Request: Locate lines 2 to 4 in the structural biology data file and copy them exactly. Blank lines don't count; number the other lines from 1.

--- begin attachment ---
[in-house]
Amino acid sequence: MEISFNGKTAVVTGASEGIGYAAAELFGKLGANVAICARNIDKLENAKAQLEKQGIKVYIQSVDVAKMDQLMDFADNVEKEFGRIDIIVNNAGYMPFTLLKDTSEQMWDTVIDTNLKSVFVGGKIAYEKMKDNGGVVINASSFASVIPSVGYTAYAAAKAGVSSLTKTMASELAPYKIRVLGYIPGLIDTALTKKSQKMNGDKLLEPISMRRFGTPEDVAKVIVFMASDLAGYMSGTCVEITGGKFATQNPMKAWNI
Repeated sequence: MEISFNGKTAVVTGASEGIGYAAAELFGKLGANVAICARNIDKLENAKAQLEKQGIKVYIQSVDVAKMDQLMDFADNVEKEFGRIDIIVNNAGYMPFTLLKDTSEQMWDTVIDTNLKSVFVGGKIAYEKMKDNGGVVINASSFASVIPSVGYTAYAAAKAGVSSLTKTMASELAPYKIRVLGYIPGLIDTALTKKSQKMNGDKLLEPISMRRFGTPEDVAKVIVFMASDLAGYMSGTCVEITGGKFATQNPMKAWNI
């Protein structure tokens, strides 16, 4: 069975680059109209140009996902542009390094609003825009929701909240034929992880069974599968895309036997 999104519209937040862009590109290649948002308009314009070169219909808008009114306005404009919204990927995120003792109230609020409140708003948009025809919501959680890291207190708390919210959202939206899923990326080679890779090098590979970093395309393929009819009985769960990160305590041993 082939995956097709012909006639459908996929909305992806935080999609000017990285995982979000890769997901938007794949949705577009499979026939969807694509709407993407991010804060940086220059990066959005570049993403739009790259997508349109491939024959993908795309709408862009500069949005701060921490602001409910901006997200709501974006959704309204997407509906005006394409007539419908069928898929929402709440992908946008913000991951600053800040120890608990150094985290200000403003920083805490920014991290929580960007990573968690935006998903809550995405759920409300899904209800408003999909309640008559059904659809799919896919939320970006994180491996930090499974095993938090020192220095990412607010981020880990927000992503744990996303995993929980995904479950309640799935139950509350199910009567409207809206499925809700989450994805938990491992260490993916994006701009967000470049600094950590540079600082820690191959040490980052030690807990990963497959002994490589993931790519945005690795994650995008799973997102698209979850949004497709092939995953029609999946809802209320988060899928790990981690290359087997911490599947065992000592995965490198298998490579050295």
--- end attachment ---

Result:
Amino acid sequence: MEISFNGKTAVVTGASEGIGYAAAELFGKLGANVAICARNIDKLENAKAQLEKQGIKVYIQSVDVAKMDQLMDFADNVEKEFGRIDIIVNNAGYMPFTLLKDTSEQMWDTVIDTNLKSVFVGGKIAYEKMKDNGGVVINASSFASVIPSVGYTAYAAAKAGVSSLTKTMASELAPYKIRVLGYIPGLIDTALTKKSQKMNGDKLLEPISMRRFGTPEDVAKVIVFMASDLAGYMSGTCVEITGGKFATQNPMKAWNI
Repeated sequence: MEISFNGKTAVVTGASEGIGYAAAELFGKLGANVAICARNIDKLENAKAQLEKQGIKVYIQSVDVAKMDQLMDFADNVEKEFGRIDIIVNNAGYMPFTLLKDTSEQMWDTVIDTNLKSVFVGGKIAYEKMKDNGGVVINASSFASVIPSVGYTAYAAAKAGVSSLTKTMASELAPYKIRVLGYIPGLIDTALTKKSQKMNGDKLLEPISMRRFGTPEDVAKVIVFMASDLAGYMSGTCVEITGGKFATQNPMKAWNI
């Protein structure tokens, strides 16, 4: 069975680059109209140009996902542009390094609003825009929701909240034929992880069974599968895309036997 999104519209937040862009590109290649948002308009314009070169219909808008009114306005404009919204990927995120003792109230609020409140708003948009025809919501959680890291207190708390919210959202939206899923990326080679890779090098590979970093395309393929009819009985769960990160305590041993 082939995956097709012909006639459908996929909305992806935080999609000017990285995982979000890769997901938007794949949705577009499979026939969807694509709407993407991010804060940086220059990066959005570049993403739009790259997508349109491939024959993908795309709408862009500069949005701060921490602001409910901006997200709501974006959704309204997407509906005006394409007539419908069928898929929402709440992908946008913000991951600053800040120890608990150094985290200000403003920083805490920014991290929580960007990573968690935006998903809550995405759920409300899904209800408003999909309640008559059904659809799919896919939320970006994180491996930090499974095993938090020192220095990412607010981020880990927000992503744990996303995993929980995904479950309640799935139950509350199910009567409207809206499925809700989450994805938990491992260490993916994006701009967000470049600094950590540079600082820690191959040490980052030690807990990963497959002994490589993931790519945005690795994650995008799973997102698209979850949004497709092939995953029609999946809802209320988060899928790990981690290359087997911490599947065992000592995965490198298998490579050295």